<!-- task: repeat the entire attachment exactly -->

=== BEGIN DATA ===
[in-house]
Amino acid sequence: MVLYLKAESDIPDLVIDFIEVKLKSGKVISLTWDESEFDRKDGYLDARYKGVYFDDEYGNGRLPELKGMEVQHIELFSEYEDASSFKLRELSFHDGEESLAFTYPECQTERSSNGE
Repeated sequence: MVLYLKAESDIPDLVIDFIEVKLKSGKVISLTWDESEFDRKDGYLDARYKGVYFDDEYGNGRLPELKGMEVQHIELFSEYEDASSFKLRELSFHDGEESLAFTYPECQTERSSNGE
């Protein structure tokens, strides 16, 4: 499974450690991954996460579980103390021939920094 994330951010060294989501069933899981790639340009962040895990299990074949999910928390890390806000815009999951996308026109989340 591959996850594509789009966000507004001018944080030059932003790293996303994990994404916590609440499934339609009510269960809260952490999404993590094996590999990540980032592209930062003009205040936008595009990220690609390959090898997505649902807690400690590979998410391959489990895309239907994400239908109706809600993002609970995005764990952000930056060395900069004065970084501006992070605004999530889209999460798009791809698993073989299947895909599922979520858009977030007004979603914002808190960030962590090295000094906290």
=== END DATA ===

[in-house]
Amino acid sequence: MVLYLKAESDIPDLVIDFIEVKLKSGKVISLTWDESEFDRKDGYLDARYKGVYFDDEYGNGRLPELKGMEVQHIELFSEYEDASSFKLRELSFHDGEESLAFTYPECQTERSSNGE
Repeated sequence: MVLYLKAESDIPDLVIDFIEVKLKSGKVISLTWDESEFDRKDGYLDARYKGVYFDDEYGNGRLPELKGMEVQHIELFSEYEDASSFKLRELSFHDGEESLAFTYPECQTERSSNGE
């Protein structure tokens, strides 16, 4: 499974450690991954996460579980103390021939920094 994330951010060294989501069933899981790639340009962040895990299990074949999910928390890390806000815009999951996308026109989340 591959996850594509789009966000507004001018944080030059932003790293996303994990994404916590609440499934339609009510269960809260952490999404993590094996590999990540980032592209930062003009205040936008595009990220690609390959090898997505649902807690400690590979998410391959489990895309239907994400239908109706809600993002609970995005764990952000930056060395900069004065970084501006992070605004999530889209999460798009791809698993073989299947895909599922979520858009977030007004979603914002808190960030962590090295000094906290």